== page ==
17th November

Why Mars?

OK, back to the digital elevation models and the problems I've encountered converting the data into a readable format for Terragen. I've been in touch with NASA artists responsible for visualizing this data and the bad news is that it took them years to resolve the same issues. While some past works have taken well over a year to produce, with the public presentation for this work scheduled to coincide with my solo exhibition next year at the NGCA, I don't have years in this case. In addition, this is just one aspect of the work; the realistic CGI models and animation of future spacecraft need to be crafted, as does the dust storm which happens to be the most difficult effect to achieve at a high standard on prosumer equipment, not to mention level of skill required to pull it off believably. So, while I'm not ruling out the use of the digital elevation data, working from images taken by various rovers I'm pressing on with creating the most believable Mars landscape that I can and with the assistance of my partner and animator Mark Jobe (Quay Animation Studios), moving onto creating the spacecraft / mission debris.

In other news, last night Northern Stars filmed each of the Pixel Palace artists-in-residence, interviewing us for three short documentaries they've been commissioned to produce. One of the questions that I was asked was "Why Mars?". I defaulted into a lame response as although I know why, I've not found the time to properly articulate it which often happens with new work as it's being produced. It's a good question though and one that I'll begin to answer a little better here.

Firstly, I don't make work about specific ideas; rather, they are always about a collection of ideas and interests with each work communicating a deliberate ambiguity which alludes to these interests. There are always numerous ways that the work can be read, each of which reflects these ideas in some way. I also don't work with narrative in a traditional sense having referred to it in the past as 'collapsed narrative', or so I thought. Recently though, it occurred to me that I am carving out a much larger narrative through the body of work I've produced over the years. In some ways, the work could be read - although not chronologically - as one situation influencing another.

So, how does "Mariner 9" sit within the work? The answer to this question answers "Why Mars?". Firstly, I am increasingly interested in science fiction and the visualization of potential if not probable futures. Albeit digitally, experiencing what life might be like should we continue down our current trajectory presents a window through which we can see ourselves with some measure of hindsight. "Mariner 9" presents a Martian landscape set some time into the future, scattered with the debris and partially functioning equipment from countless missions to Mars in search of understanding of the planet and perhaps most notably, signs of life. That search for life, to know that we're not alone in the universe is interesting on many levels but it's also an endearing endeavour, particularly for a species seemingly hell-bent on destroying the vast majority of life we know to exist as we continue to consume our planet at a truly alarming rate. ;) To begin to answer the question then, while presented with evidence of our beautiful, heartrending search for life beyond Earth – a perspective of which is effectively told from Mars, "Mariner 9" tragically suggests that you're viewing a post-humanity futurescape - a tension of which is characteristic of previous work: the contradiction of the beautiful with the unsettling, the sublime. Then again, perhaps it's not so grim. You'll have to wait until the next work for the answer to that.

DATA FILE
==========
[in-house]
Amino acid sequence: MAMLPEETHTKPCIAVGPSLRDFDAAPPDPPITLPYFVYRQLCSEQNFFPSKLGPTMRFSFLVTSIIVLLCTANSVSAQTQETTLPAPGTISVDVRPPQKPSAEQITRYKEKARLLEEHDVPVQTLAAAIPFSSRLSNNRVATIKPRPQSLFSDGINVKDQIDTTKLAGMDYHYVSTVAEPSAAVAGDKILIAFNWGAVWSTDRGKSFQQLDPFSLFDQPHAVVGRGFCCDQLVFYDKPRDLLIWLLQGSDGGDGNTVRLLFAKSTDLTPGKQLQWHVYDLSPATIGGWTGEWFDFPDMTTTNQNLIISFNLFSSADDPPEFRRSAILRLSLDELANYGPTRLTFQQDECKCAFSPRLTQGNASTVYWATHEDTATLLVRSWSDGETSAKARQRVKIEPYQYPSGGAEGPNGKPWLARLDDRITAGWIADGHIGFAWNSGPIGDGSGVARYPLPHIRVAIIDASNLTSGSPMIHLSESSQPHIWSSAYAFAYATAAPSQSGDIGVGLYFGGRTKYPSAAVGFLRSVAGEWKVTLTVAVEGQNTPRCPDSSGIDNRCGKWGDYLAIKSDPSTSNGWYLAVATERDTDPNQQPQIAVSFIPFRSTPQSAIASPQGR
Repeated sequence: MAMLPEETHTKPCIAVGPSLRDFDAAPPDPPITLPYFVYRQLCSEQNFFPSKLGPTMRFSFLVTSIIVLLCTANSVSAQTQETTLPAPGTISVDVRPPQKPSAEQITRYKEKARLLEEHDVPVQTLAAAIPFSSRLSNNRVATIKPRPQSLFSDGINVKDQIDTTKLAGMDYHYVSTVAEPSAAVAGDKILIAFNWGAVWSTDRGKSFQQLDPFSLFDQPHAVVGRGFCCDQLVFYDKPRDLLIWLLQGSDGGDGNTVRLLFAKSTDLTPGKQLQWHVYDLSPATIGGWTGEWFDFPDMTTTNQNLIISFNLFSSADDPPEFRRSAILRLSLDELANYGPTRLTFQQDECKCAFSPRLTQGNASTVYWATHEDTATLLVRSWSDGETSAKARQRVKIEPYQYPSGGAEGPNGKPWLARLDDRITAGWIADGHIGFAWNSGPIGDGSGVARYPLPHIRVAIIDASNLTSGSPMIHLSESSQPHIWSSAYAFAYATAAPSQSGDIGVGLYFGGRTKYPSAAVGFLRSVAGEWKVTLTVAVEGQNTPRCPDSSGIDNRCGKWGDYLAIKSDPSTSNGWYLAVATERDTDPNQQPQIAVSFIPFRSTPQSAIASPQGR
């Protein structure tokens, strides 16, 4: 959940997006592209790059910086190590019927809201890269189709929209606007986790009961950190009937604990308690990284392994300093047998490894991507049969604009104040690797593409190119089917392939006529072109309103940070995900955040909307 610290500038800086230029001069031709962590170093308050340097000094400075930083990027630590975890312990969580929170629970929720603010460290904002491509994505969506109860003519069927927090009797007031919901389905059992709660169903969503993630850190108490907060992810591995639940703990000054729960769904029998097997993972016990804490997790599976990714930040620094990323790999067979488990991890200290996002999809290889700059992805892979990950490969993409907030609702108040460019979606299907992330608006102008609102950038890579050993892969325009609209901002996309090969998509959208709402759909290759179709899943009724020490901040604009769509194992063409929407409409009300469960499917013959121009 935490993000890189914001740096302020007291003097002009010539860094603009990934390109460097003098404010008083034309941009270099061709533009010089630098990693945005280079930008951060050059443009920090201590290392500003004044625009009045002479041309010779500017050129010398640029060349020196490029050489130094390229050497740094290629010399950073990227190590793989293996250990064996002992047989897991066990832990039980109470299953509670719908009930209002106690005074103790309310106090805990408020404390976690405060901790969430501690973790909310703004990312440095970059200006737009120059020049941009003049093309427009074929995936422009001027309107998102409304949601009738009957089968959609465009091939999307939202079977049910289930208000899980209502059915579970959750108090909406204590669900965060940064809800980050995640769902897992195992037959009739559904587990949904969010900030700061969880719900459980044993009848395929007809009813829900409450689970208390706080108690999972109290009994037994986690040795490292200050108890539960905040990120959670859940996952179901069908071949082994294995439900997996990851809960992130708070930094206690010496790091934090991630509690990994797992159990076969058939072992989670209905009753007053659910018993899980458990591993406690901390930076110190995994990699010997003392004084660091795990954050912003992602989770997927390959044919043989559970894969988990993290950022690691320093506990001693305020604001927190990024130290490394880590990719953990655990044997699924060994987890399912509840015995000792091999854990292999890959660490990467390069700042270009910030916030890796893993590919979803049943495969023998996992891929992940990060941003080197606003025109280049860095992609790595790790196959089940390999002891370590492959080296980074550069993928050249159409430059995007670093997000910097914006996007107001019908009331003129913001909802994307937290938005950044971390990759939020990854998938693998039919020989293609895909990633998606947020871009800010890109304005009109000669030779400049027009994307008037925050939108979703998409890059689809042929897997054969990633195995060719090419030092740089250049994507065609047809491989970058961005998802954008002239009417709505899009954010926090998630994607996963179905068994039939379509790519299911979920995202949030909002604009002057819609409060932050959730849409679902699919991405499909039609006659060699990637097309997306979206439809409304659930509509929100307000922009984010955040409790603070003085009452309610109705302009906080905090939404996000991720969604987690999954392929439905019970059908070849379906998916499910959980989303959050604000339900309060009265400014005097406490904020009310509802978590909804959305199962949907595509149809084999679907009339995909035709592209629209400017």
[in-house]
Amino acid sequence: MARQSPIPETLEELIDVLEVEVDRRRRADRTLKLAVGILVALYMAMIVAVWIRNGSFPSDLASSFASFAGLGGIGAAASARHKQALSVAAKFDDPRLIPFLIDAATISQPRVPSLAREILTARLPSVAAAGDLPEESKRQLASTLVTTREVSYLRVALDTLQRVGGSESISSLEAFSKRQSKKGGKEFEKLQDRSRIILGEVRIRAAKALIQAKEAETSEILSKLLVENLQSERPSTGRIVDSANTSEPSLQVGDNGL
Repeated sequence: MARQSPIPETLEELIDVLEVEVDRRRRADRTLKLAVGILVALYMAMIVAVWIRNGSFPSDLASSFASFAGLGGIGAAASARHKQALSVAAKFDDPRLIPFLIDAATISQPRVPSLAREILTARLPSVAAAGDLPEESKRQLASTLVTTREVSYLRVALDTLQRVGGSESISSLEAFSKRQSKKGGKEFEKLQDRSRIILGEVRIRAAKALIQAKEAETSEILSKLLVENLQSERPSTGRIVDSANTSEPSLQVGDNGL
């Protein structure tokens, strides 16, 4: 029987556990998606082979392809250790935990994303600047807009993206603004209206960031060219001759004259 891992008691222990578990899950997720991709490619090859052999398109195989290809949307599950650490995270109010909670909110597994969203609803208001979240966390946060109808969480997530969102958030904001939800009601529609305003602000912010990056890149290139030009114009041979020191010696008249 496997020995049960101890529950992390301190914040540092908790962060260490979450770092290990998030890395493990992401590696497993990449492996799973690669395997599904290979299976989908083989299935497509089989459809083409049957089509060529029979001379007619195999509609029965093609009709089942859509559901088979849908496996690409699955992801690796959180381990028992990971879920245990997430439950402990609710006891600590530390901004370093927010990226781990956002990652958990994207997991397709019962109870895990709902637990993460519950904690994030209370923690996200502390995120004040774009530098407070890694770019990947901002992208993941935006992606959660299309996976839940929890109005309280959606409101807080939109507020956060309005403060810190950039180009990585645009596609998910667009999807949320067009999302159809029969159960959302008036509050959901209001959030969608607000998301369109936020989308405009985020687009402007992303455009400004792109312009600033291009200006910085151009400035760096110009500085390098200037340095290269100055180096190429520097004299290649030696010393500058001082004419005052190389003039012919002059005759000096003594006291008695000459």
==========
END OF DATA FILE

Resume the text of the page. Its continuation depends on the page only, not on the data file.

One last note about the title that I’ve revealed here. “Mariner 9” was the first spacecraft to orbit another planet, transmitting back the first detailed images of the surface of Mars. A pretty appropriate title, I think. Click here for further information.
 

Some interesting recent and related Mars articles:
Spacewatch: the missions to Mars
The Curiosity Mission: Nukes in Space
Martian curse: Russian probe may crash in populated area
BBC: The Sky at Night, Curious about Mars

 

Image: Mars DTM image courtesy of the High Resolution Imaging Science Experiment

Published: 17th November 2011